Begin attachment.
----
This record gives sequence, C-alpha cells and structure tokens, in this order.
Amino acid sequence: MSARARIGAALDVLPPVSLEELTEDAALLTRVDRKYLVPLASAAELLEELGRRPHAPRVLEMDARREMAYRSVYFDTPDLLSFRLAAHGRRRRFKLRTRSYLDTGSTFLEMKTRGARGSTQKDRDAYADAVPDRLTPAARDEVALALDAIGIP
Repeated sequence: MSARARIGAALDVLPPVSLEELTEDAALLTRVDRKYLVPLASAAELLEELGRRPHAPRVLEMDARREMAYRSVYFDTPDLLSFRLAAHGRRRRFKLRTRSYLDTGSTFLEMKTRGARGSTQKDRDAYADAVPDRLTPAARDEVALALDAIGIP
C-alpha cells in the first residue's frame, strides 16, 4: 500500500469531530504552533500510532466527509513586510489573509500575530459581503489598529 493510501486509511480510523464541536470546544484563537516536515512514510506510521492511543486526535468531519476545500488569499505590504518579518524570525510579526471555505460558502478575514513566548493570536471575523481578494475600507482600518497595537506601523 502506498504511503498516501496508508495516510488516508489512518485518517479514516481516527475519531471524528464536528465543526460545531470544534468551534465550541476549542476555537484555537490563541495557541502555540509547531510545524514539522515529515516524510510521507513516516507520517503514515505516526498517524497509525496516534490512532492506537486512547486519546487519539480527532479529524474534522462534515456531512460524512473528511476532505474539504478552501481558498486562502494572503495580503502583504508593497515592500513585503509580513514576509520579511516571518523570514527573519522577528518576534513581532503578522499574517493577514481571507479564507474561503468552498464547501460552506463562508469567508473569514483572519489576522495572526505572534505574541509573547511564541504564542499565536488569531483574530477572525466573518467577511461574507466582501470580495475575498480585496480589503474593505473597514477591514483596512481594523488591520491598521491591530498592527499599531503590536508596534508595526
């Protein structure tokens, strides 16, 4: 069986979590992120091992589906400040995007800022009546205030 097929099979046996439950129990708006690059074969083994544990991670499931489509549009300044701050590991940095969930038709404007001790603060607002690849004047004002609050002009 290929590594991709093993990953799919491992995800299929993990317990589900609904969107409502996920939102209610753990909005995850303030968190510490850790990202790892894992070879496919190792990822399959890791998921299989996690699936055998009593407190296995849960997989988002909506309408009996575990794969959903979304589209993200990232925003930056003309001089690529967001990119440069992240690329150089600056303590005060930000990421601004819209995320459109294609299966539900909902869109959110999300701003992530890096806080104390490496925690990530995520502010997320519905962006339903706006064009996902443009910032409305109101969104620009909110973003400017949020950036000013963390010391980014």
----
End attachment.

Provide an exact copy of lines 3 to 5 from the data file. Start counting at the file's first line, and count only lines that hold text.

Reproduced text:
Repeated sequence: MSARARIGAALDVLPPVSLEELTEDAALLTRVDRKYLVPLASAAELLEELGRRPHAPRVLEMDARREMAYRSVYFDTPDLLSFRLAAHGRRRRFKLRTRSYLDTGSTFLEMKTRGARGSTQKDRDAYADAVPDRLTPAARDEVALALDAIGIP
C-alpha cells in the first residue's frame, strides 16, 4: 500500500469531530504552533500510532466527509513586510489573509500575530459581503489598529 493510501486509511480510523464541536470546544484563537516536515512514510506510521492511543486526535468531519476545500488569499505590504518579518524570525510579526471555505460558502478575514513566548493570536471575523481578494475600507482600518497595537506601523 502506498504511503498516501496508508495516510488516508489512518485518517479514516481516527475519531471524528464536528465543526460545531470544534468551534465550541476549542476555537484555537490563541495557541502555540509547531510545524514539522515529515516524510510521507513516516507520517503514515505516526498517524497509525496516534490512532492506537486512547486519546487519539480527532479529524474534522462534515456531512460524512473528511476532505474539504478552501481558498486562502494572503495580503502583504508593497515592500513585503509580513514576509520579511516571518523570514527573519522577528518576534513581532503578522499574517493577514481571507479564507474561503468552498464547501460552506463562508469567508473569514483572519489576522495572526505572534505574541509573547511564541504564542499565536488569531483574530477572525466573518467577511461574507466582501470580495475575498480585496480589503474593505473597514477591514483596512481594523488591520491598521491591530498592527499599531503590536508596534508595526
């Protein structure tokens, strides 16, 4: 069986979590992120091992589906400040995007800022009546205030 097929099979046996439950129990708006690059074969083994544990991670499931489509549009300044701050590991940095969930038709404007001790603060607002690849004047004002609050002009 290929590594991709093993990953799919491992995800299929993990317990589900609904969107409502996920939102209610753990909005995850303030968190510490850790990202790892894992070879496919190792990822399959890791998921299989996690699936055998009593407190296995849960997989988002909506309408009996575990794969959903979304589209993200990232925003930056003309001089690529967001990119440069992240690329150089600056303590005060930000990421601004819209995320459109294609299966539900909902869109959110999300701003992530890096806080104390490496925690990530995520502010997320519905962006339903706006064009996902443009910032409305109101969104620009909110973003400017949020950036000013963390010391980014």